Children use targets' facial appearance to guide and predict social behavior.

  title={Children use targets' facial appearance to guide and predict social behavior.},
  author={Tessa E S Charlesworth and S. T. J. Hudson and Emily J Cogsdill and E. Spelke and M. Banaji},
  journal={Developmental psychology},
  volume={55 7},
  • Tessa E S Charlesworth, S. T. J. Hudson, +2 authors M. Banaji
  • Published 2019
  • Medicine, Psychology
  • Developmental psychology
  • Humans possess a tendency to rapidly and consistently make character evaluations from mere facial appearance. Recent work shows that this tendency emerges surprisingly early: children as young as 3-years-old provide adult-like assessments of others on character attributes such as "nice," "strong," and "smart" based only on subtle variations in targets' face shape and physiognomy (i.e., latent face-traits). The present research examined the behavioral consequences of children's face-trait… CONTINUE READING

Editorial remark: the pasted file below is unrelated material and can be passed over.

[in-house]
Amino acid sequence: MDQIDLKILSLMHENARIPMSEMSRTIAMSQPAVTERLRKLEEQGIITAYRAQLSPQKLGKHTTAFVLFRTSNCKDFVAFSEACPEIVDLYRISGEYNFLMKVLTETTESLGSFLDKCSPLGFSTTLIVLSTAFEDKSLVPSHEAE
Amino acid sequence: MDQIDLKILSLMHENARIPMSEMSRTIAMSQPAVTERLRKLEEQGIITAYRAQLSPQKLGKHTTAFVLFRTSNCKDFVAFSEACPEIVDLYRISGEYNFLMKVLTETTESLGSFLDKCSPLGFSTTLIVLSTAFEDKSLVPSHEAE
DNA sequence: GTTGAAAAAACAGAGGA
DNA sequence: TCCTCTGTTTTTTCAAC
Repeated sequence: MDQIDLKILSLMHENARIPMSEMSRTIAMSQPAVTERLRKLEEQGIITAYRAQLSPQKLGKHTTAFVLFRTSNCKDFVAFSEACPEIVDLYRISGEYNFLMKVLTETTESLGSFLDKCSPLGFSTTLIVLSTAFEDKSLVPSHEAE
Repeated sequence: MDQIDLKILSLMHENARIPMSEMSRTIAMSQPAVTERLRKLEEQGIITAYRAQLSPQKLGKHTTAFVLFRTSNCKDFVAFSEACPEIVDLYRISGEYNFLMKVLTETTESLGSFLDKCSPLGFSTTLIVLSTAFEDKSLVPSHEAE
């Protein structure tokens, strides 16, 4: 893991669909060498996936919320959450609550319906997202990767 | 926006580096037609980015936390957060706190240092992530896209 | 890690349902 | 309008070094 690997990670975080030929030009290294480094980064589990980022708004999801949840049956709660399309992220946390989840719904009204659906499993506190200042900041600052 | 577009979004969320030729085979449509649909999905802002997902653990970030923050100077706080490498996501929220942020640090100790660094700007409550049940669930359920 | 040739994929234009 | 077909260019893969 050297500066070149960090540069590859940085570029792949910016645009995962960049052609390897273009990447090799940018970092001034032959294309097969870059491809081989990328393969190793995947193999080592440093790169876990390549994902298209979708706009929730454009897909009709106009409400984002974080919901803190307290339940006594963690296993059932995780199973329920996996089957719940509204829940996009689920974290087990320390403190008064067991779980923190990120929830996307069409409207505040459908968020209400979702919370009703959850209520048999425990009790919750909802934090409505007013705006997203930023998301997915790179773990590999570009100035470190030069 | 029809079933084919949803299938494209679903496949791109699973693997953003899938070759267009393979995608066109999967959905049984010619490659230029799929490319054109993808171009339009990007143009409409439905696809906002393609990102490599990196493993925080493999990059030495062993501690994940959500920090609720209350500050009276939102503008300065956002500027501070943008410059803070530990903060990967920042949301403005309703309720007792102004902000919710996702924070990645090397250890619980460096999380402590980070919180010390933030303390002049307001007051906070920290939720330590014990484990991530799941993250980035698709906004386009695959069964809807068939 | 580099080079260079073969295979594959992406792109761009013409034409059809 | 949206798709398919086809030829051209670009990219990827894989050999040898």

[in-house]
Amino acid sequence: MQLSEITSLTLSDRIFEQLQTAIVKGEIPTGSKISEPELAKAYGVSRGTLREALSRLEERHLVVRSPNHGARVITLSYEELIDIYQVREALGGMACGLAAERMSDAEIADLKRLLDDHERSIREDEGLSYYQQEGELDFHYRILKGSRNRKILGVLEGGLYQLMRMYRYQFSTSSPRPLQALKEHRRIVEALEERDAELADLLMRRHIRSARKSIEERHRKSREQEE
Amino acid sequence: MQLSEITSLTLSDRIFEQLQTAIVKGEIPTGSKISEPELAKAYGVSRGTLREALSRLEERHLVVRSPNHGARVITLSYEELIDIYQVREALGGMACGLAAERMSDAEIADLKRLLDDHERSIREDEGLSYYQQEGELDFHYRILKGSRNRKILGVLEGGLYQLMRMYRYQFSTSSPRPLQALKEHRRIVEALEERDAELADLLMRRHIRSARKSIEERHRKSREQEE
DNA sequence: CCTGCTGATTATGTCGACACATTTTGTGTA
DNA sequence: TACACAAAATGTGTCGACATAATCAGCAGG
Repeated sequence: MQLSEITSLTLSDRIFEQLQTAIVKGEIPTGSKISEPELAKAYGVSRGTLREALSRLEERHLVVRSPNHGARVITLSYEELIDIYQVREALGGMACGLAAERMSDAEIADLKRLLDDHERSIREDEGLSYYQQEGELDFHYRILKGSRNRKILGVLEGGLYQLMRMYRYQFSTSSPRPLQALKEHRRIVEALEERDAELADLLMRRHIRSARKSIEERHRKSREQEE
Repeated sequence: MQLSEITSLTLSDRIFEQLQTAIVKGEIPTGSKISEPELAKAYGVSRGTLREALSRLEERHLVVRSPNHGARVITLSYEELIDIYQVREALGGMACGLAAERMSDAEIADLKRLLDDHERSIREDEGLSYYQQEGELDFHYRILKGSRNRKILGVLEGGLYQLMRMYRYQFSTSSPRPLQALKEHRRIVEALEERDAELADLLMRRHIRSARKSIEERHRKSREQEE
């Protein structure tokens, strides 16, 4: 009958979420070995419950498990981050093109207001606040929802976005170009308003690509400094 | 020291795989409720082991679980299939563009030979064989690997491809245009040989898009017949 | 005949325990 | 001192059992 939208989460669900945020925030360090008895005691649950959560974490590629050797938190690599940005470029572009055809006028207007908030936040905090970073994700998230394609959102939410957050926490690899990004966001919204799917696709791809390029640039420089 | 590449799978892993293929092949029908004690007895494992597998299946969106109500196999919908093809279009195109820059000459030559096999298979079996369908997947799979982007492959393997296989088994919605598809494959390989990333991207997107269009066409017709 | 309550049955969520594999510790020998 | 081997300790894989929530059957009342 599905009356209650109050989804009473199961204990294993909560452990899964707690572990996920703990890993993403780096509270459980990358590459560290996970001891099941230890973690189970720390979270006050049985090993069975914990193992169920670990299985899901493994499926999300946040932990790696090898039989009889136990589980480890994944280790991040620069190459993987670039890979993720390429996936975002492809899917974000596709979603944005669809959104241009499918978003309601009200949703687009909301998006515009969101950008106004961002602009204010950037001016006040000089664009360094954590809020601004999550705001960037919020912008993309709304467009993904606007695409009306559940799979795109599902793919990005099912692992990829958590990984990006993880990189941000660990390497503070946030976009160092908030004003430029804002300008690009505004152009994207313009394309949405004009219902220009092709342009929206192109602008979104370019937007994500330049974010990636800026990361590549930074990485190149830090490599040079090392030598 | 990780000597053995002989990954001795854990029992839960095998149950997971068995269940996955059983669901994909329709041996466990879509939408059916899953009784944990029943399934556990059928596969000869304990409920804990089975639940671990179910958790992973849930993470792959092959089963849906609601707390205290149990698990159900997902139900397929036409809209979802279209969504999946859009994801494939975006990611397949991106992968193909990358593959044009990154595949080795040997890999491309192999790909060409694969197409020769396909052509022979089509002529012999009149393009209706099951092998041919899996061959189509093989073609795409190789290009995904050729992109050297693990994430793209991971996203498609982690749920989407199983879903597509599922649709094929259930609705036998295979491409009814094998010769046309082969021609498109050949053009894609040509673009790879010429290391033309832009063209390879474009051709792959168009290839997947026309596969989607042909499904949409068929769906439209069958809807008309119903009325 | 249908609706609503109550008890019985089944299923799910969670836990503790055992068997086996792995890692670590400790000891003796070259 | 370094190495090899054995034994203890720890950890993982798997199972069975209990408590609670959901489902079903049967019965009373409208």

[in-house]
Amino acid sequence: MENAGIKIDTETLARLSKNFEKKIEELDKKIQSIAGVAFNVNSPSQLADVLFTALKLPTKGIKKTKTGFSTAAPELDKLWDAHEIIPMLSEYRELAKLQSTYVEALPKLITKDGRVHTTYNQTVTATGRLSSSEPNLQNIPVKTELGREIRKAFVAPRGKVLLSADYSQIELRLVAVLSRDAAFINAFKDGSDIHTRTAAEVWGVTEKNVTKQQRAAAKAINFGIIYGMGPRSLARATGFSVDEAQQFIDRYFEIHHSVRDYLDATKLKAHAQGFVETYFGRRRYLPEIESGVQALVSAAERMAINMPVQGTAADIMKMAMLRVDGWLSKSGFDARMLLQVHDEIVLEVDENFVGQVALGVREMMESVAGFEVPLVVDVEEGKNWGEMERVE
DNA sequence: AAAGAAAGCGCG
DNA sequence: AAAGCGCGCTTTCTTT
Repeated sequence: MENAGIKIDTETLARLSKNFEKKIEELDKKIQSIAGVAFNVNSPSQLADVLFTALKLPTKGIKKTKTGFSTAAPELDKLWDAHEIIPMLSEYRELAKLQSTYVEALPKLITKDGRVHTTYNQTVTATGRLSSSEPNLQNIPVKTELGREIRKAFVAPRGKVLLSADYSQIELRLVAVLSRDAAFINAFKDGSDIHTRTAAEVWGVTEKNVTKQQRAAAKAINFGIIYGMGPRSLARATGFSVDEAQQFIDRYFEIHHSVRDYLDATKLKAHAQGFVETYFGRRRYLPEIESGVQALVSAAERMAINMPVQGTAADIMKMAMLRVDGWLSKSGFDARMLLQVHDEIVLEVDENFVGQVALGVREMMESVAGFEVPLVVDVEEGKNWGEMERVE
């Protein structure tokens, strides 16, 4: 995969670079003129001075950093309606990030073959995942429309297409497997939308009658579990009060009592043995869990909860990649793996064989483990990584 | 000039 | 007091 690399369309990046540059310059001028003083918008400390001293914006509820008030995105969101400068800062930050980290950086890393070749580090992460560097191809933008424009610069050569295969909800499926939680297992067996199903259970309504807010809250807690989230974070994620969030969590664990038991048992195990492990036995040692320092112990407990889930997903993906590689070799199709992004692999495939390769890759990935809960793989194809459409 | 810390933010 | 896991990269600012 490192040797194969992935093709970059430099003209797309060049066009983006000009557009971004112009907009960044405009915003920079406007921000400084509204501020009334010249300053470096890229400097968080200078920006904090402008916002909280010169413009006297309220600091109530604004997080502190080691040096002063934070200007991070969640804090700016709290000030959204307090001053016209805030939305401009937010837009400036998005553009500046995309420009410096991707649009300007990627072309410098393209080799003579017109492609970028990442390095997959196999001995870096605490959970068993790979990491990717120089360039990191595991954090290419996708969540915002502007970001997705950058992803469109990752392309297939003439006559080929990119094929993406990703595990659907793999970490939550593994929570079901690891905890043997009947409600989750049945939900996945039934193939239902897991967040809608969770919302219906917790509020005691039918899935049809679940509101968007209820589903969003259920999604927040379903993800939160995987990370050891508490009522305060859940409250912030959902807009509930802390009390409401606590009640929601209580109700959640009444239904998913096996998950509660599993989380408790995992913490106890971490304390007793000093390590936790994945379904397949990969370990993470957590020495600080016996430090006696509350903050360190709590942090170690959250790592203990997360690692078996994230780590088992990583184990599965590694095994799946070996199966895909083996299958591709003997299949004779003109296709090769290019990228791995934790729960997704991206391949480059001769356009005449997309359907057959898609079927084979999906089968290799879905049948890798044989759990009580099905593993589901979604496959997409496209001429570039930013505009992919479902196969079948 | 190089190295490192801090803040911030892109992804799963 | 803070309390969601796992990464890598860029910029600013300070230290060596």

Figures and Topics from this paper.


    Publications referenced by this paper.
    Inferring Character From Faces
    • 100
    • PDF
    Neural and Behavioral Evidence for Infants' Sensitivity to the Trustworthiness of Faces
    • 16
    • PDF
    Face-trait inferences show robust child–adult agreement: Evidence from three types of faces
    • 15
    • PDF
    Understanding evaluation of faces on social dimensions
    • 447
    • PDF
    The functional basis of face evaluation
    • 1,001
    • Highly Influential
    • PDF
    Preschoolers' Ability to Make Dispositional Predictions Within and Across Domain.
    • 73
    First Impressions
    • 1,451
    • PDF
    Persistent Reliance on Facial Appearance Among Older Adults When Judging Someone’s Trustworthiness
    • 11
    • PDF